Radio was my safe space as it was something I had an abundance of experience in and something I knew I liked, so it was my blanket to fall back on if photography doesn’t work out. However, when starting the photography course it reignited my passion for photography and fashion photography and helped me narrow down what it was exactly that I wanted to do. This realisation influenced my decision to move to the single honours program in Kingsway and put all of my focus into photography.

What I found difficult throughout these three years was to find my place within the courses. I left the digital photography course because my work was too fine art leaning for the commercial nature of the course, but in the single honours photography course, my work is too commercial. These past two years in Kingsway were focused on finding my place within my chosen field and how I can integrate these two parts of my personality. During these three years I have branched out and tried different types of photography like fine art photography, documentary, and still life, however, there was always one project where I tried to focus on creating fashion photography.

The project I started in first year that was aiming towards fashion was a project I named 2020. This is a project I had floating around my head for a while and one that I still want to peruse in the future. I attempted to photograph my models in modern looking poses but attempted to edit them to look vintage as if they were shot on a film camera. This would definitely would have worked better had I had access to a film camera, however as the course was digital photography based we didn’t have access to those from the university.

 

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In the second year in the final project, we were given the option to choose a brief of an external place, competition, magazine, and work towards applying to it. I had chosen the association of photographers student award and focused on the theme of “people” and worked again fashion photography. I photographed one girl dressed in a costume of a demon, and another girl for a more standard beauty portrait photography some of which I had also tried to manipulate using photoshop to make it more engaging.

 

 

This year was meant to be the year where my final project will truly focus on true fashion photography, something that in the past I have not managed to capture just right. However, at the start of the year, I had experienced another drop in my spirit and interests as I was trying to start constructing my project. My project went back to be fine art based and I decided to keep my fashion work in the live projects I had chosen to do throughout the year. The project was dark and gloomy, and I had used masks to create interest and surrealism within my images.

It was only when I started working with the fashion students when my final project became clearer in my head and I’ve adapted my work to fit within that to create my final project: Wonder. This project managed to encompass the surrealism I wanted to express in my images while still staying true to the fashion work I want to produce. I feel that with this project I truly succeeded in expressing my true self and what I want my photos to tell about me as a photographer.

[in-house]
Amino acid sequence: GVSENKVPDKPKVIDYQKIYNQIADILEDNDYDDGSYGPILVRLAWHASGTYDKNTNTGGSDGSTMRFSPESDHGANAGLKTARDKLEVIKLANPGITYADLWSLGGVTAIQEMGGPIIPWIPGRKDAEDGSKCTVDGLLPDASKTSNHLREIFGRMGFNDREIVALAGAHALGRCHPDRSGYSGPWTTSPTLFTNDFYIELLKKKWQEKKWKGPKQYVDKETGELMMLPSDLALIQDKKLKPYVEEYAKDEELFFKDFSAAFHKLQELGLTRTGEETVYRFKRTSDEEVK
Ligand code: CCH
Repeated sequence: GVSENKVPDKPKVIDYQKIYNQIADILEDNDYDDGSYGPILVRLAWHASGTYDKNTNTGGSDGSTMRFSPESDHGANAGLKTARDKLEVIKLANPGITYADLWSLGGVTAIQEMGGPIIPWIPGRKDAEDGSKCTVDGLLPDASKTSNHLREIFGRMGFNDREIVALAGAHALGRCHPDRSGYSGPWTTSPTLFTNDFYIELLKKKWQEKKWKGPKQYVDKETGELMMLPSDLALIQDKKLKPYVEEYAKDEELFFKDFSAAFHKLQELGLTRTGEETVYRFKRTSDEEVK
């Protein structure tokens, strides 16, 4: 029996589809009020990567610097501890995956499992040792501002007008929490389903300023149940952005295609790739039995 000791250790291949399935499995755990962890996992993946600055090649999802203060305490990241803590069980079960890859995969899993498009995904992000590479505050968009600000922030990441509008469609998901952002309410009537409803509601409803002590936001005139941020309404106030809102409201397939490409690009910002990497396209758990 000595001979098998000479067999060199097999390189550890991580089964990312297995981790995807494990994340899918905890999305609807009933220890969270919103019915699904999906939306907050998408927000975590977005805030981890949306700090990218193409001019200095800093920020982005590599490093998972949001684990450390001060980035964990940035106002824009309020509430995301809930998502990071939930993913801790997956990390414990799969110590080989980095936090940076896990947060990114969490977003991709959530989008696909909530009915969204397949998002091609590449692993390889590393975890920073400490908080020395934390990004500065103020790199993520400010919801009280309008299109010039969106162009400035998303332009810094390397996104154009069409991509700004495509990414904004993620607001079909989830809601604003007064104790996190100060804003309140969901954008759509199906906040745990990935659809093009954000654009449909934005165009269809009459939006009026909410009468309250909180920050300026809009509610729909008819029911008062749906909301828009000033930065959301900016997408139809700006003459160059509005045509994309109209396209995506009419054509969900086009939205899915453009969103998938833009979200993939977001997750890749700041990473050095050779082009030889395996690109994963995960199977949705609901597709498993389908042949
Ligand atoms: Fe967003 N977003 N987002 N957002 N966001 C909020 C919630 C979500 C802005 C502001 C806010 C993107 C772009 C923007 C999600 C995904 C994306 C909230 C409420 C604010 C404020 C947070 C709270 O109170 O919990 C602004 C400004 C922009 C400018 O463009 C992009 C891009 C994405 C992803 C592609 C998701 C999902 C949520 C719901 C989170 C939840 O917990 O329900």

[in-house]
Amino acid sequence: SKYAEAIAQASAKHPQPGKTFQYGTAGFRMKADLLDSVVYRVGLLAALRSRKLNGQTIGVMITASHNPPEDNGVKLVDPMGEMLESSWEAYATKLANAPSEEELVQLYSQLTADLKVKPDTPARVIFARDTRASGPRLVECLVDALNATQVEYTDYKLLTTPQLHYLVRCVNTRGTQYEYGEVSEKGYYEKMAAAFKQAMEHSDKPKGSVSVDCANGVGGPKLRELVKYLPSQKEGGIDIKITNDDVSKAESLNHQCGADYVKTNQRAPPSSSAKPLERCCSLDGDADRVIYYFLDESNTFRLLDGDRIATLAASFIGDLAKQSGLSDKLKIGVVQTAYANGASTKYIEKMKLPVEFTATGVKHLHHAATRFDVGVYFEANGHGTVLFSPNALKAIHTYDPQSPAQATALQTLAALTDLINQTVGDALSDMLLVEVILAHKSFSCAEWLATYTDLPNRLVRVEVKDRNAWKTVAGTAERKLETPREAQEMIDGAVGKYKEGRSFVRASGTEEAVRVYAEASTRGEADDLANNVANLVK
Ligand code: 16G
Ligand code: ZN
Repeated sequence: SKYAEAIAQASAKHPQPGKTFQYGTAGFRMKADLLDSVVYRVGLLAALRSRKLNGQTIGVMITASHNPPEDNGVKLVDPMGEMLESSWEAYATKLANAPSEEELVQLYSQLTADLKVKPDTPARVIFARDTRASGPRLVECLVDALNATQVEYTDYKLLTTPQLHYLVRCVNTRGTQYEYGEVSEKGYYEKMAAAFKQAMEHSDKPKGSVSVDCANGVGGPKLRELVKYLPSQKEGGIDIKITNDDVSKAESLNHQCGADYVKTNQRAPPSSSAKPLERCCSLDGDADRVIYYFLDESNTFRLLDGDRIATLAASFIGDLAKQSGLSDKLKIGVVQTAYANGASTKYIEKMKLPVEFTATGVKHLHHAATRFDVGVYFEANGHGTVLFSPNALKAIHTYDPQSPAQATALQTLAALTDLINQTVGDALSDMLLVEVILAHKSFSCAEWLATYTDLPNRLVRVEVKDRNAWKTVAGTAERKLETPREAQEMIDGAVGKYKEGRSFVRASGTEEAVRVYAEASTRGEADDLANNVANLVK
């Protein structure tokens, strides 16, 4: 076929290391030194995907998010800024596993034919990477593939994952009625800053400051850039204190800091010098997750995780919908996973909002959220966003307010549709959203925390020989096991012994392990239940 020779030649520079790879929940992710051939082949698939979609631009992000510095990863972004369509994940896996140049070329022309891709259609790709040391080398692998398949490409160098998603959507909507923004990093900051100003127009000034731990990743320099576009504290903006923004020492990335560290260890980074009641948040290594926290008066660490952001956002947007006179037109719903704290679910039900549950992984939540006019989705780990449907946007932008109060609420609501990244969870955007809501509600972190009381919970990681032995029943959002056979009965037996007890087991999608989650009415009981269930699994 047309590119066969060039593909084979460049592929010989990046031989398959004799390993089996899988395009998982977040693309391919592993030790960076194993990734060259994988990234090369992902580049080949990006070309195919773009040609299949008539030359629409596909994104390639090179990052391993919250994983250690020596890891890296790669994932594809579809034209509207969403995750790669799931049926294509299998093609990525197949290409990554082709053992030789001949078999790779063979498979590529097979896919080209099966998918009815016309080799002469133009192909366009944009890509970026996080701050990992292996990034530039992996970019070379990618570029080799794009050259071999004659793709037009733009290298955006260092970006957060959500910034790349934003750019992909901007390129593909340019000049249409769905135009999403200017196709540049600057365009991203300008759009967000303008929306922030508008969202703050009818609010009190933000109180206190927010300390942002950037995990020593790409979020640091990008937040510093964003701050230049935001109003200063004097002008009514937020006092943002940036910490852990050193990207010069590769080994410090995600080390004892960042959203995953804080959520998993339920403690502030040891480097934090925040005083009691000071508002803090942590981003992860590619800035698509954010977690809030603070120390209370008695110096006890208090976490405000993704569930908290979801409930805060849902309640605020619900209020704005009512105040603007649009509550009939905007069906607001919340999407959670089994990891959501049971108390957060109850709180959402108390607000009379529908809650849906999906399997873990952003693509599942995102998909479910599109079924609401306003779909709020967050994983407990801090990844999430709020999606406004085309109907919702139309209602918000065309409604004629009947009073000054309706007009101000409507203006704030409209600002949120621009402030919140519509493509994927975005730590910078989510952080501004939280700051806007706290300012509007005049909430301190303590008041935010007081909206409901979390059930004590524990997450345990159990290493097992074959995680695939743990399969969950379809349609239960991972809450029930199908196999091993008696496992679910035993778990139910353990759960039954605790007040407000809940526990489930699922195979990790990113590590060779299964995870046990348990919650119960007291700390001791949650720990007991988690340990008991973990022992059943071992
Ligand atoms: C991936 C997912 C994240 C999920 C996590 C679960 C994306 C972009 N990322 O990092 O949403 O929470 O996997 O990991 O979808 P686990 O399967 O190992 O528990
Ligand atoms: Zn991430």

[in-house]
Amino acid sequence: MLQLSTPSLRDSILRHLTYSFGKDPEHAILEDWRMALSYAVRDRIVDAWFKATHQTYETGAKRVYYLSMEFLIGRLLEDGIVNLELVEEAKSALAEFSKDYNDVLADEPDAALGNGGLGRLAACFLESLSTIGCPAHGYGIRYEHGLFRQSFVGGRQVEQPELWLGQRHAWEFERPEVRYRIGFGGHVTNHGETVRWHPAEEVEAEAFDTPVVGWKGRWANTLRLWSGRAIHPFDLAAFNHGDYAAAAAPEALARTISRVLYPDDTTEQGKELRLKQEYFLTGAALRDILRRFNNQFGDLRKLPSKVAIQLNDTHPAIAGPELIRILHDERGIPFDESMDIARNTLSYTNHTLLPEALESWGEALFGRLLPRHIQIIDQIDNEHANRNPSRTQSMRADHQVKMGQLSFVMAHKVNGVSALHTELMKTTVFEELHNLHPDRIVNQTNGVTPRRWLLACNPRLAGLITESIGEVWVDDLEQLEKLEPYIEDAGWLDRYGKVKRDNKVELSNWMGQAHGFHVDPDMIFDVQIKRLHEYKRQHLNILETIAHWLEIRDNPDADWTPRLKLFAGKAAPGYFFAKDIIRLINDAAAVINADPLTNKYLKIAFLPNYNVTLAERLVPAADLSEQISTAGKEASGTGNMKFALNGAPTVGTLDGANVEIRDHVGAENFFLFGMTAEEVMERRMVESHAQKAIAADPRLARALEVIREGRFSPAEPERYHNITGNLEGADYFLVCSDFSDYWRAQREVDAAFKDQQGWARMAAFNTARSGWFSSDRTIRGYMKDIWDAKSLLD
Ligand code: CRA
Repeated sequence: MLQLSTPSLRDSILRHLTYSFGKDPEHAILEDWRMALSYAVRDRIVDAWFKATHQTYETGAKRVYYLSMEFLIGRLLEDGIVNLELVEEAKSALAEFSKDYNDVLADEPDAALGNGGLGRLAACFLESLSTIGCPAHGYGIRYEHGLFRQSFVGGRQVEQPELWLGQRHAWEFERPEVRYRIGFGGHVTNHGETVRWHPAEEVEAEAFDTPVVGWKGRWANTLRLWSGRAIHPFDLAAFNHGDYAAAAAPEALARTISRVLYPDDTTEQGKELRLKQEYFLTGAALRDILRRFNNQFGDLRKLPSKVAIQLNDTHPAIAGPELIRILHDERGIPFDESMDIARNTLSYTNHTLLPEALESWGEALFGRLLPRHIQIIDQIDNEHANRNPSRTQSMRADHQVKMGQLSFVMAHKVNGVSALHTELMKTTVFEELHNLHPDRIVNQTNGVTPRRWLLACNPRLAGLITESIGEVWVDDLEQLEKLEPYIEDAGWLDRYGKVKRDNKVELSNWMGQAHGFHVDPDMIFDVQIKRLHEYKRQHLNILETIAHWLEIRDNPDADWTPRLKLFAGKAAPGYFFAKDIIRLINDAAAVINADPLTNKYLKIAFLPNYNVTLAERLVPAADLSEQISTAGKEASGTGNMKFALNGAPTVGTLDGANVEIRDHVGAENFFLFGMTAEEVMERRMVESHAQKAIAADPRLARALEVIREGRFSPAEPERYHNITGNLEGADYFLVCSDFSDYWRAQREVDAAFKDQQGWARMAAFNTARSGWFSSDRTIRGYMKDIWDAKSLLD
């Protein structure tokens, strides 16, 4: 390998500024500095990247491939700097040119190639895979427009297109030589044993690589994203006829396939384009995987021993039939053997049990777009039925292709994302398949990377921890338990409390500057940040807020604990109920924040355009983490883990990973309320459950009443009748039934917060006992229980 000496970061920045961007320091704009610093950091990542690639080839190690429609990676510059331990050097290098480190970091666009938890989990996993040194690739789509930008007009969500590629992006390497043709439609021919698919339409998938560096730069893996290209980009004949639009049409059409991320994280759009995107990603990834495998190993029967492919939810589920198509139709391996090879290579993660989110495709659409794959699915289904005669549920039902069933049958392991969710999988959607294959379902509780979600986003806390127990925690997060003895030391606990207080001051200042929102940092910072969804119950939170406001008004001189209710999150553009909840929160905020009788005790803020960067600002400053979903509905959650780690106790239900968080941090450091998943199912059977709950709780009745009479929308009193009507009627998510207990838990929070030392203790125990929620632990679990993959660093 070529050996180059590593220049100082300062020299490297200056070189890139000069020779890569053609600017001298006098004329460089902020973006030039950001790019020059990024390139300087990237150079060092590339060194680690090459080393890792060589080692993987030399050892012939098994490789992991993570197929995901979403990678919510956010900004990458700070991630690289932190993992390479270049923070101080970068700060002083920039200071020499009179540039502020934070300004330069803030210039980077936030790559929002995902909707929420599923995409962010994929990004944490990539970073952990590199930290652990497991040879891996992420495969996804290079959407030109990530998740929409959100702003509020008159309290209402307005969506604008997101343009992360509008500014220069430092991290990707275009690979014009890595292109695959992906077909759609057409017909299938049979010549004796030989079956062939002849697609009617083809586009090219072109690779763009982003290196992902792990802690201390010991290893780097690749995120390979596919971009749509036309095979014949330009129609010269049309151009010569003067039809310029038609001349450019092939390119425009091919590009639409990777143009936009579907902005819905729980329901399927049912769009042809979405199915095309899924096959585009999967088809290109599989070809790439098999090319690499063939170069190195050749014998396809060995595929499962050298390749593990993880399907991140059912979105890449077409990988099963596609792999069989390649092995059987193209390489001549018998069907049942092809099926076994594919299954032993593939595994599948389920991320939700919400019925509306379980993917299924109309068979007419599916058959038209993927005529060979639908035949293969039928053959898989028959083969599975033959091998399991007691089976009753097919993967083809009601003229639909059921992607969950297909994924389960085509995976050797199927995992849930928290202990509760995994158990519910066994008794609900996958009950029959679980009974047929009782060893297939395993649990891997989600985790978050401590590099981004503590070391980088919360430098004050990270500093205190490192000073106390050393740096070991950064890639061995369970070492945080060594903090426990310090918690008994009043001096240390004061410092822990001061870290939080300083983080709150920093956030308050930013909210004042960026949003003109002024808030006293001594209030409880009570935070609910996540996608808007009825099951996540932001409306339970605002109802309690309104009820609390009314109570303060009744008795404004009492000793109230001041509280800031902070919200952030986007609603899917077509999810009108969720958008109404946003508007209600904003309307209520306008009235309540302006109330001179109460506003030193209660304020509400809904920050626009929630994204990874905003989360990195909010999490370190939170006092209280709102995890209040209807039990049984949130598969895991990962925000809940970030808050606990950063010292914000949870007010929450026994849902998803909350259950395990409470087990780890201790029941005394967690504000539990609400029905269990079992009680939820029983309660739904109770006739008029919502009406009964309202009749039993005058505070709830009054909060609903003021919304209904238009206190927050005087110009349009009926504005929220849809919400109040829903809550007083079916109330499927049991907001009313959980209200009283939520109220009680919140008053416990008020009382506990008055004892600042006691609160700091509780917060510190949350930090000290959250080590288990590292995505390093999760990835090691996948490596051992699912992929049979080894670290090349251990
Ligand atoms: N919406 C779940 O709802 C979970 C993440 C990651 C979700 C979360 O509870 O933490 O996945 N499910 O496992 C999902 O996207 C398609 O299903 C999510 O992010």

When looking at my work across the three years it’s clear that I have definitely developed and improved tremendously. I feel much more confident with the camera, with directing my model, my editing skills have improved, my lighting skills, and most importantly I’ve developed a confidence in on location shoots, something I have tried to stay away from in the years previously because I wasn’t confident in shooting in an environment where I can’t control the lighting with artificial light.

There is so much more for me to learn and so many different things within fashion photography that I am yet to try, but I am happy with the progress I’ve made in my degree and am hopeful for what the future has in store for me.

Catalog statment

My chosen catalog image is this:

YamKovatch

And this is the statement that follows:

Wonder

by Yam Kovatch

 

‘What may I do?’ at length I cried

Tired of this painful task

The fairy quietly replied,

and said ‘you must not ask’

from My Fairy by Lewis Carroll

 

My project was inspired Lewis Caroll’s Alice in Wonderland and his poetry surrounding the story including My Fairy. The project contrasts the two sides of the tale: the beauty and purity against the madness and surrealism, then link it to different approaches to fashion photography.

 

I collaborated with a fashion design student who has also drawn inspiration from the same story, and together we have created two different sets of images titled Wonderland Pt.2 and Wonderland Pt.3. The project seeks to take inspiration from both the beauty and the madness of the story and showcase two different aspects of fashion photography, one commercial based and one fine art based.

 

My inspiration for the project comes from fashion magazines such as Dazed and Confused, I-D and Vogue, photographers such as Rankin and Inez & Vinoodh, and fashion designers the likes of Alexander McQueen and Valentino. I am interested in the three-way collaboration between magazine, photographer and fashion designer and how this impacts on the final look of the image.